What is Lust?


When does desire for something become lust?

Most words in the Bible that are translated "lust" mean "a passionate desire." Strong desire can be either good or bad, depending upon the object of that desire. God created the human heart with the capacity for passionate desire so that we would long after Him and His righteousness (Psalm 42:1-2, 73:25). However, the concept of "lust" is now usually associated with a passionate desire for something which God has forbidden, usually equated with sexual or materialistic desire .

James 1:13-15 gives us the natural progression of unrestrained lust. It says, "When tempted, no one should say, 'God is tempting me.' For God cannot be tempted by evil, nor does he tempt anyone; but each person is tempted when they are dragged away by their own evil desire and enticed. Then, after desire has conceived, it gives birth to sin; and sin, when it is full-grown, gives birth to death."

According to this passage, lust begins with an evil desire. Being tempted by evil is the not sin. Jesus was tempted (Matthew 4:1). The sin begins when the evil desire "drags us away" from where our hearts need to be. When an evil desire introduces itself, we have a choice. We can reject it as Jesus did and refocus on the path God has set before us (Matthew 4:10). Or we can entertain it. As someone once said, "We cannot stop the birds from flying overhead, but we don't have to let them make a nest in our hair." When temptation beckons, we need to remember that we are not helpless. We can choose to give in or to resist it.  

 The reason we are "dragged away" by temptation is that we are "enticed." That word in the Greek refers to bait, as on a fishing line. When a fish sees the wiggling worm, he is enticed by it and grabs hold. Only then can he be "dragged away." When we encounter temptation, we can immediately reject it as Joseph did when he was tempted by Potiphar's wife (Genesis 39:11-12). Or we can hesitate while we consider all the implications. That hesitation allows us to be enticed. Romans 13:14 calls such hesitation "making provision for the flesh." Like the fish, we grab hold of the tempting thought, believing it will delight and fulfill us. We enjoy savoring the fantasy, imagining scenarios, and entertaining the idea that God has not provided all we need for happiness (Genesis 3:2-4).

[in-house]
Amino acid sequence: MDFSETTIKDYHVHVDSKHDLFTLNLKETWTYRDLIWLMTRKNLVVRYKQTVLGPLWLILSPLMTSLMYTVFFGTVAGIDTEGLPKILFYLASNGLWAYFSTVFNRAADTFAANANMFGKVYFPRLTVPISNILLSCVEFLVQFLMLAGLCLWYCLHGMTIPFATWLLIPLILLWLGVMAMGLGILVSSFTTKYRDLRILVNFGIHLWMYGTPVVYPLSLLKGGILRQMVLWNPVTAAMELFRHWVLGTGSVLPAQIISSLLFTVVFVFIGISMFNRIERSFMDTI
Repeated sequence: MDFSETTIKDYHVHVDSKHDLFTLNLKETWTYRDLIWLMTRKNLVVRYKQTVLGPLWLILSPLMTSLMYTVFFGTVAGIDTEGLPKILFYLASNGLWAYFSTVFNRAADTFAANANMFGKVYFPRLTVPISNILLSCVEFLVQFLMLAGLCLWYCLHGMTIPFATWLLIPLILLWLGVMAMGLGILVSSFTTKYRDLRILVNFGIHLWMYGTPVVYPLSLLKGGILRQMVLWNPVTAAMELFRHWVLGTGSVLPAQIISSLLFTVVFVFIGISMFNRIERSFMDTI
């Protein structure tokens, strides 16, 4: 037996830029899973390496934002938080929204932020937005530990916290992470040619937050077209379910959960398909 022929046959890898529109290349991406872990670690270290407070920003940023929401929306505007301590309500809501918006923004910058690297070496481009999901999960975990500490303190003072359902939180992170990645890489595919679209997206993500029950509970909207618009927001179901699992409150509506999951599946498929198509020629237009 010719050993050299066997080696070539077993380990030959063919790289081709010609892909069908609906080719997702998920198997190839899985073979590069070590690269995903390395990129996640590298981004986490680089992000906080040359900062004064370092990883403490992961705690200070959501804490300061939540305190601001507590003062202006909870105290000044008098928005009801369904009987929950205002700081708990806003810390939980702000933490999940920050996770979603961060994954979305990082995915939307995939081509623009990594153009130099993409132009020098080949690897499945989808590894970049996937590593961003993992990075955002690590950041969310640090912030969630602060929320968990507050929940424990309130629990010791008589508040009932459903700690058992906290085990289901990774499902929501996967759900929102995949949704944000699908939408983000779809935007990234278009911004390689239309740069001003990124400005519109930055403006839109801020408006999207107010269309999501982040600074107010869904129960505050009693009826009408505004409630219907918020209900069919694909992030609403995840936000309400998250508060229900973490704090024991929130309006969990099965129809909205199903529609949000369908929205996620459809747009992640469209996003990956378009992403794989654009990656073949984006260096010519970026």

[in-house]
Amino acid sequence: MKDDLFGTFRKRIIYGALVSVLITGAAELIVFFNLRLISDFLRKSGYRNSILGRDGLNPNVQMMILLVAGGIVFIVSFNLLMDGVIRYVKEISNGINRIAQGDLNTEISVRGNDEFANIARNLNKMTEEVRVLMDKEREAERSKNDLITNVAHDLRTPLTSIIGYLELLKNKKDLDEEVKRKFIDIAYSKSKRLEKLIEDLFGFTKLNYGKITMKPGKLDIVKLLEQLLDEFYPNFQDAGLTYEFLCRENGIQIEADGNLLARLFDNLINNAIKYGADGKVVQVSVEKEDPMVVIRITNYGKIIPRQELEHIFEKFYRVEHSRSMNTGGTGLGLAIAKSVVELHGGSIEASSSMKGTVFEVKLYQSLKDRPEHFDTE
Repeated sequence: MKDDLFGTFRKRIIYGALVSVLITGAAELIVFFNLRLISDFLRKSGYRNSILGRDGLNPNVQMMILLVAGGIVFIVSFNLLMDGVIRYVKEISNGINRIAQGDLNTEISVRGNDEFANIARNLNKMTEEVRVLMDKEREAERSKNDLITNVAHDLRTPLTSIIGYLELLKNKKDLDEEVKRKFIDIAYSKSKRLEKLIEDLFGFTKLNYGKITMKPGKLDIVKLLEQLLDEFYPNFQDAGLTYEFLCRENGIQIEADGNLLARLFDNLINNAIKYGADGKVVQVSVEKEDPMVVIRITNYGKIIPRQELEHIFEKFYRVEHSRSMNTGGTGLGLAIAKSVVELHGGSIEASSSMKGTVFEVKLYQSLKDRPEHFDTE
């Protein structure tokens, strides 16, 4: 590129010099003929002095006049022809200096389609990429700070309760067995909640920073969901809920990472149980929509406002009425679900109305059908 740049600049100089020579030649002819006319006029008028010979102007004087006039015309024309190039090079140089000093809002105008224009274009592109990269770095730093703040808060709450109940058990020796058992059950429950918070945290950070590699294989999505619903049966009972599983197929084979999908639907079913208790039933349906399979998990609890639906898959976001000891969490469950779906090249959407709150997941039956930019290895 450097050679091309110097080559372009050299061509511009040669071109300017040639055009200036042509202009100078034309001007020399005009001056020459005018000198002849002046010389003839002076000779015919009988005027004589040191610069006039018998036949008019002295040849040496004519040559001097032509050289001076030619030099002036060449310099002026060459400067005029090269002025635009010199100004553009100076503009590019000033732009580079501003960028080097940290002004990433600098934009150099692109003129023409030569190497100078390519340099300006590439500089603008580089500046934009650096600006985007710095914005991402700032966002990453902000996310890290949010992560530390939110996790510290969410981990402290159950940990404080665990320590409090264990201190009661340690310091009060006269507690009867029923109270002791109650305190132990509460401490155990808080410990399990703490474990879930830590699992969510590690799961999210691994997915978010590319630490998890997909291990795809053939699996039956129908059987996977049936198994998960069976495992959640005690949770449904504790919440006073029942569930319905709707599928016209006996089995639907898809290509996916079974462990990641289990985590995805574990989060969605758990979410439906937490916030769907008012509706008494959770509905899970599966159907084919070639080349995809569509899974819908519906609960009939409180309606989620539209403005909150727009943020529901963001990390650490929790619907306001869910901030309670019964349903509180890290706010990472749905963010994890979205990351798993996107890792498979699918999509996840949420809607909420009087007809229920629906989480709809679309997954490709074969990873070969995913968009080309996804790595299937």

2 Timothy 2:22 says, "Flee youthful lusts..." To flee means to take off immediately. Joseph did not hang around considering whether or not to give in to sexual temptation. When we hesitate, we are making provision for the flesh by giving it the opportunity to choose evil. Often we are overwhelmed by its power.

The third step in the downward progression of temptation, according to James 1, is when "desire conceives." Lust begins as a seed, a thought packed with wrong desire. If we allow the seeds of lust to germinate, the Bible warns that they will sprout into something bigger and more powerful. Temptation becomes sin when it is allowed to germinate. Desire takes on a life of its own and becomes lust. Jesus made it clear that we do not have to physically act on lust for it to be sin (Matthew 5:27-28). Our hearts are God's domain and when we allow evil to grow there, we defile His temple (1 Corinthians 3:16, 6:19).

Wrong desires plague every human being. The tenth commandment forbids coveting, which means lusting for something that is not yours to obtain (Deuteronomy 5:21; Romans 13:9). The human heart is constantly seeking to please itself and when it discovers something or someone that it believes will satisfy it, lust begins. It is only when our hearts are dedicated to the glory of God that we can overcome intrusive desires and find those needs met in a relationship with Him. 

We are told to "take every thought captive to the obedience of Christ" (2 Corinthians 10:5). We must allow the power of the Holy Spirit to keep our thoughts where He wants them to be. It helps to pray daily the words of Psalm 19:14: "Let the words of my mouth and the meditation of my heart be acceptable in your sight, O LORD, my rock and my redeemer." When our heart's desire is to please God more than ourselves, we can keep lust and covetousness at bay.

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